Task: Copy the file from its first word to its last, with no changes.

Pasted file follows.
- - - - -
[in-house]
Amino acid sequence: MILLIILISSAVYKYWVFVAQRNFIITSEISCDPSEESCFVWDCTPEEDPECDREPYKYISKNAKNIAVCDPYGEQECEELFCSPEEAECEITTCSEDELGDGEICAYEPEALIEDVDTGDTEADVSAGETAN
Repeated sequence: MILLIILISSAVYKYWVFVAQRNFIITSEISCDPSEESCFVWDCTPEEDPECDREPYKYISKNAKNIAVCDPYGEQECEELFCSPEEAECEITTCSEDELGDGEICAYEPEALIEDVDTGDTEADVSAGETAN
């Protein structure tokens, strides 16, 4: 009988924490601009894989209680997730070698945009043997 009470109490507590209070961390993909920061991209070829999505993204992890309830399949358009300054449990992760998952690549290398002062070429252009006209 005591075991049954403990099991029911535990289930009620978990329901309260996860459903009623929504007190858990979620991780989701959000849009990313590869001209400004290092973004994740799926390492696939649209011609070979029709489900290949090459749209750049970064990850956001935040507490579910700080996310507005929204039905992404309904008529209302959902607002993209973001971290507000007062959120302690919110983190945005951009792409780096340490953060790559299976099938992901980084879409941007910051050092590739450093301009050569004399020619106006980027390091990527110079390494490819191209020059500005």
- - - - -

[in-house]
Amino acid sequence: MILLIILISSAVYKYWVFVAQRNFIITSEISCDPSEESCFVWDCTPEEDPECDREPYKYISKNAKNIAVCDPYGEQECEELFCSPEEAECEITTCSEDELGDGEICAYEPEALIEDVDTGDTEADVSAGETAN
Repeated sequence: MILLIILISSAVYKYWVFVAQRNFIITSEISCDPSEESCFVWDCTPEEDPECDREPYKYISKNAKNIAVCDPYGEQECEELFCSPEEAECEITTCSEDELGDGEICAYEPEALIEDVDTGDTEADVSAGETAN
């Protein structure tokens, strides 16, 4: 009988924490601009894989209680997730070698945009043997 009470109490507590209070961390993909920061991209070829999505993204992890309830399949358009300054449990992760998952690549290398002062070429252009006209 005591075991049954403990099991029911535990289930009620978990329901309260996860459903009623929504007190858990979620991780989701959000849009990313590869001209400004290092973004994740799926390492696939649209011609070979029709489900290949090459749209750049970064990850956001935040507490579910700080996310507005929204039905992404309904008529209302959902607002993209973001971290507000007062959120302690919110983190945005951009792409780096340490953060790559299976099938992901980084879409941007910051050092590739450093301009050569004399020619106006980027390091990527110079390494490819191209020059500005």